Shifting away from Spirits we move onto Wizards. Wizards is a relatively fresh archetype coming from Dominaria and is considered to be one of the best decks in Dominaria limited. However with the amount of Wizards around currently in Standard as a whole, you could easily branch this out into Modern by using powerful spells such as Lightning Bolt for damage and Serum Vision for draw. U/R Wizards is a reactive deck that benefits from when spells are cast encouraging prowess triggers and similar +1/+1 effects. The more spells you play the more powerful some of your Wizards can be. There isn’t a new Wizard lord in Core 19, as we’ve had a few in Dominaria already in the form of Adeliz, the Cinder Wind and Naru Meha, Master Wizard. Nonetheless we have Exclusion Mage from Core 19 which could fit the Wizards build nicely, it encourages for some great tempo and can deal with some difficult boardstates.
U/R Wizards (Budget $96)
4x Snapcaster Mage replacing 2x Exclusion Mage and 2x Sage of Epityr
4x Sleight of Hand replacing 4x Opt
4x Scalding Tarn replacing 4x Shivan Reef
4x Steam Vents replacing 2x Mountain and 2x Island
3x Spirebluff Canal replacing 3x Wandering Fumarole
2x Jace, Vryn’s Prodigy replacing 2x Wizard’s Retort
2x Grim Lavamancer replacing 2x Ghitu Lavarunner
2x Blood Moon replacing 2x Disdainful Stroke
2x Shattering Spree replacing 2x Vapor Snag
Again, this can be expensive to upgrade due to Scalding Tarn and Snapcaster Mage but to begin with I’d recommend starting with Grim Lavamancer, Jace, Vryn’s Prodigy, Spirebluff Canal and Steam Vents. The creature cards give you a lot more interactivity. Jace has the potential to flip into the Planeswalker Jace, Telepath Unbound allowing you to recast Lightning Bolts for more value. Grim Lavamancer allows you to pick off creatures or the opponent with it’s Shock ability. The lands are a good pick up too, and Scalding Tarn aren’t detrimental to the deck although they do improve your draws later on.
Blood Moon is an excellent sideboard card which punishes greedy mana bases and decks that can generate large amounts mana quick. This is something to definitely consider as sometimes Blood Moon can just be a blowout against a deck that isn’t prepared for it. On a positive note, if you choose to not run Scalding Tarn this makes Blood Moon strictly better as well.
Our last budget deck is Elves. Like Goblins, Elves is another archetype that has been around for as long as Magic: the Gathering has existed. Elves keeps to the tried and tested route of swarming the board and overwhelming the opponent. In similar vein to Merfolk in Modern, Elves has had many lords printed over the years which can lead to trouble for your opponent, including a new lord being printed in Core 19.
Elvish Clancaller is an interesting card. It gives the deck an additional push by not only offering Elves you control +1/+1, but also you can tutor for another Elvish Clancaller. It’s versatile, powerful and you are rewarded for playing more of them in the deck. Personally I wouldn’t be surprised to see Elvish Clancaller in competitive Modern Elves deck to come. Accompanying Elvish Clancaller in Core 19 is Thorn Lieutenant which could make an impression within the archetype too. Being a 2/3 for 2 is already decent, but having the bonus of making a 1/1 Elf when Thorn Lieutenant is targeted by a spell or an ability an opponent controls, means you are usually netting a 1/1 Elf against removal heavy decks. Thorn Lieutenant also has the pump ability and in Elves it’s very easy to activate every time given the amount of mana that can be generated. Again, I wouldn’t be surprised to see Thorn Lieutenant to at least creep into the sideboard of competitive decks.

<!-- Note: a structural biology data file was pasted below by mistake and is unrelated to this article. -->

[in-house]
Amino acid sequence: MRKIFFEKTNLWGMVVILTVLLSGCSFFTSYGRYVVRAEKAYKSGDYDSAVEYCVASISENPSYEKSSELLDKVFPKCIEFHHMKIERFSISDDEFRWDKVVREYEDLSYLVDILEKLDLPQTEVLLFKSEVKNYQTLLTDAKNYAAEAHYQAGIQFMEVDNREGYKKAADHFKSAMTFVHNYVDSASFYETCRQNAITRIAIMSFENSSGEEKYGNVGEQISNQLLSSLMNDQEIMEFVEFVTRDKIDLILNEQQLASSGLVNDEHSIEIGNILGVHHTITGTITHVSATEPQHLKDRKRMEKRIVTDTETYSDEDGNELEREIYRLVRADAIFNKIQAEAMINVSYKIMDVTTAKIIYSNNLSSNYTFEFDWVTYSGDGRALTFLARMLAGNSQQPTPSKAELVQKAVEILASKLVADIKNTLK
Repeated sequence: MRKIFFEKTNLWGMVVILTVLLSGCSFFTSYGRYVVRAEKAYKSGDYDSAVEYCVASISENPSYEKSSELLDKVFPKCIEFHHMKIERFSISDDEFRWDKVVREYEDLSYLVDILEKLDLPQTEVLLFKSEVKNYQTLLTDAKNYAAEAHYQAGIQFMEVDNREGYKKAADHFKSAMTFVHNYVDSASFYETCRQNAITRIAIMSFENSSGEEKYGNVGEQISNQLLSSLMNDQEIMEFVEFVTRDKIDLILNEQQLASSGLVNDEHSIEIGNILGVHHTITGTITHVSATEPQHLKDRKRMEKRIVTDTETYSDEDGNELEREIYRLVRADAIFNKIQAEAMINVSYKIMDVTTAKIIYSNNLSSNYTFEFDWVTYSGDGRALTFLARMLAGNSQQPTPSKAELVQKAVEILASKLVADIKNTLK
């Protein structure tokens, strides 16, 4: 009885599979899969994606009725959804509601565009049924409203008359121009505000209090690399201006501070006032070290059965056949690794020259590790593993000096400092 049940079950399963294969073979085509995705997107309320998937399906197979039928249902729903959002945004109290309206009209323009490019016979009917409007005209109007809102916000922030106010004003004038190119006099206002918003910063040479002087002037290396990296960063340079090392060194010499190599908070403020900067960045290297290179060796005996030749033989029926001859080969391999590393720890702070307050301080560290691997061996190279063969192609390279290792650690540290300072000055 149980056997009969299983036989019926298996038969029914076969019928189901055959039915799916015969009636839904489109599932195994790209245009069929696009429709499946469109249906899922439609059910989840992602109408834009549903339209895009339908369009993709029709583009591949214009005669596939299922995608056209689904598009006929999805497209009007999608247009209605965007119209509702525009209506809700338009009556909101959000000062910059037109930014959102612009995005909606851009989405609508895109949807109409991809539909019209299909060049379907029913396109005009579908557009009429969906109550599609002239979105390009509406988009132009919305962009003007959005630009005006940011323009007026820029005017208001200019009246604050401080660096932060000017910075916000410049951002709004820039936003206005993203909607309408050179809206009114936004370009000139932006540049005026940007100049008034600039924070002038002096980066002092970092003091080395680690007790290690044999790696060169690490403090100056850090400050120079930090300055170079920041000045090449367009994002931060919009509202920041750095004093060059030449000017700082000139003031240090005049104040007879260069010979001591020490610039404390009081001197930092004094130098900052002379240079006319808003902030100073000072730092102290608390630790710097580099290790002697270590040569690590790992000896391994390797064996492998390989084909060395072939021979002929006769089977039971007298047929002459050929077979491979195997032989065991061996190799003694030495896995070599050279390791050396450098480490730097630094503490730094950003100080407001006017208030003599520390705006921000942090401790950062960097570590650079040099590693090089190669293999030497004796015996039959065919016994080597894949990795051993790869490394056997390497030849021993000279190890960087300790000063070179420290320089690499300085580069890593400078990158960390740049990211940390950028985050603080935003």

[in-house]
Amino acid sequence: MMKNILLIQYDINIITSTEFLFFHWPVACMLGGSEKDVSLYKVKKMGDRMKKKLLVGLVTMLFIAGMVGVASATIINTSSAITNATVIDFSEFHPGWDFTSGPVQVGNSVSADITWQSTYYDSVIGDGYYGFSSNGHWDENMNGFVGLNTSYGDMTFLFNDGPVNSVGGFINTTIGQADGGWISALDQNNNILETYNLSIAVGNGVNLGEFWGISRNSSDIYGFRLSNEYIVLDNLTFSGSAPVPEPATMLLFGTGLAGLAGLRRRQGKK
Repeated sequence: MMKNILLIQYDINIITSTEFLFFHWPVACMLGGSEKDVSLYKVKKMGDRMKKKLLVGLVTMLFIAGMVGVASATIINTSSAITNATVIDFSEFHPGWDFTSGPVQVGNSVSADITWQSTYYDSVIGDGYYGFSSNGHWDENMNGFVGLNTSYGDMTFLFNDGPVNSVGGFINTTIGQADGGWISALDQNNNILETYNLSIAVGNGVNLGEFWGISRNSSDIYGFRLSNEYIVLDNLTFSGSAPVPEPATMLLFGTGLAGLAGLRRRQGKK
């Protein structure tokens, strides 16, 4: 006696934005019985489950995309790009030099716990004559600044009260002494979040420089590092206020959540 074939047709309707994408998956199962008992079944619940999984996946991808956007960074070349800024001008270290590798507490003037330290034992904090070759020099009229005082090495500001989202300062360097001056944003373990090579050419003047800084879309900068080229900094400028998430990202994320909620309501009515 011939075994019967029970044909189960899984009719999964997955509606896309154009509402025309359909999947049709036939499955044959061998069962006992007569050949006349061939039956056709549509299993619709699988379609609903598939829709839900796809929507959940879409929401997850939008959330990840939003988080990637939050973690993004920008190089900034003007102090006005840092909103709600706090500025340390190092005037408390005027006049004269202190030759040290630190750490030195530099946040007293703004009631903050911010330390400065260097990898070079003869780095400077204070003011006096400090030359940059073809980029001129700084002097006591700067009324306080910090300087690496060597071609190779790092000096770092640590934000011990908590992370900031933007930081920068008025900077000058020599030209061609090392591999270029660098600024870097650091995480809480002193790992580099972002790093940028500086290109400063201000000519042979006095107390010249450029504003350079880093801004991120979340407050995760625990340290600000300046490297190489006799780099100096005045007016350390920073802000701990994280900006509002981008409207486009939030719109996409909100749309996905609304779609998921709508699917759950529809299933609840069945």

Mono Green Elves (Budget – $70)
4x Heritage Druid replacing 4x Thorn Lieutenant
4x Collected Company replacing 3x Imperious Perfect and 1x Forest
3x Chord of Calling replacing 3x Lead the Stampede
4x Blooming Marsh replacing 4x Forest
4x Gilt-Leaf Palace replacing 4x Forest
2x Overgrown Tomb replacing 2x Forest
4x Shaman of the Pack replacing 2x Elvish Visionary, 1x Elvish Clancaller and 1x Lead the Stampede
2x Thoughtseize replacing 2x Chameleon Colossus
2x Fatal Push replacing 2x Damping Sphere
Heritage Druid is a fantastic accelerator in Elves and it’s what makes the deck incredibly explosive by allowing you to go wide, given the mana potential this card offers I would suggest picking these up first. After that I’d recommend looking at Chord of Calling and Collected Company as this allows you to fill you board with more Elves or find a particular Elf you need in order to win the game. These cards are the backbone of the Elf archetype in the format and will accelerate your boardstate quickly. Similar reason to why Bant Spirits plays Collected Company too, it’s just that good of a card and is incredibly reactive to most situations.
So Gilt-Leaf Palace may seem an unusual suggestion but there is logic to it. As it’s a green/black land it allows you to run Shaman of the Pack as an alternative win condition. You’re going wide with Elves already and gives additional inevitability to the deck. If you choose to pick up Gilt-Leaf Palaces I recommend running a couple of Overgrown Tomb, a Swamp and a set of Blooming Marsh to ensure you hit those black sources for Shaman of the Pack, Thoughtseize and Fatal Push. Thoughtseize (or if you want more removal, Fatal Push or Collective Brutality are also excellent) is an powerful sideboard card which enables hand disruption to take away your opponent’s best card, or giving you a clear path to victory.
Overall there are plenty of cards you can use in Core 19 (as well as in Standard sets) to shift into Modern if you are looking to do so. It can be a little discouraging and daunting given how expensive it may seem initially. However over time you can upgrade your deck and more importantly, enjoy the format. Modern is an open format with a wide variety of cards to choose from, meaning there are always decks to be brewed. The possibilities are endless.
So, what Core 19 Cards are you excited to use in Modern? Have you created any spicy brews in Modern from the set? If so, let us know! Can comment below or get in touch on Twitter @mtgdecktechs.